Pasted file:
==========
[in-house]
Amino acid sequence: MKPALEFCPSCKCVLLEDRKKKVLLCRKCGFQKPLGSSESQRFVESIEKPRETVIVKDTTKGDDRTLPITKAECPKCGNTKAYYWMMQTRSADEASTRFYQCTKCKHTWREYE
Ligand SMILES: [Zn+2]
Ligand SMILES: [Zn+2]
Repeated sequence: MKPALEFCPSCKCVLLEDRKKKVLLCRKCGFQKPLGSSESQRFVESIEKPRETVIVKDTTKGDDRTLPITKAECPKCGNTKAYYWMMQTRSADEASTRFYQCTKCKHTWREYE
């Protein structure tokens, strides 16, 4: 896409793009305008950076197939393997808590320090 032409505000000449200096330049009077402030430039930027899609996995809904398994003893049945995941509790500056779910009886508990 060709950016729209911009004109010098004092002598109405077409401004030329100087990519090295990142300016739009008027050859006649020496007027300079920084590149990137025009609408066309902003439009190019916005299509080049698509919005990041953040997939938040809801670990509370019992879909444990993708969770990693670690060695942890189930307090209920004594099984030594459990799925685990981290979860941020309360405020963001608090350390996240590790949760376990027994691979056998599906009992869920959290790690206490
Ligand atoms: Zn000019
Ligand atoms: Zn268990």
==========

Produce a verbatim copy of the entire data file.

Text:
[in-house]
Amino acid sequence: MKPALEFCPSCKCVLLEDRKKKVLLCRKCGFQKPLGSSESQRFVESIEKPRETVIVKDTTKGDDRTLPITKAECPKCGNTKAYYWMMQTRSADEASTRFYQCTKCKHTWREYE
Ligand SMILES: [Zn+2]
Ligand SMILES: [Zn+2]
Repeated sequence: MKPALEFCPSCKCVLLEDRKKKVLLCRKCGFQKPLGSSESQRFVESIEKPRETVIVKDTTKGDDRTLPITKAECPKCGNTKAYYWMMQTRSADEASTRFYQCTKCKHTWREYE
């Protein structure tokens, strides 16, 4: 896409793009305008950076197939393997808590320090 032409505000000449200096330049009077402030430039930027899609996995809904398994003893049945995941509790500056779910009886508990 060709950016729209911009004109010098004092002598109405077409401004030329100087990519090295990142300016739009008027050859006649020496007027300079920084590149990137025009609408066309902003439009190019916005299509080049698509919005990041953040997939938040809801670990509370019992879909444990993708969770990693670690060695942890189930307090209920004594099984030594459990799925685990981290979860941020309360405020963001608090350390996240590790949760376990027994691979056998599906009992869920959290790690206490
Ligand atoms: Zn000019
Ligand atoms: Zn268990």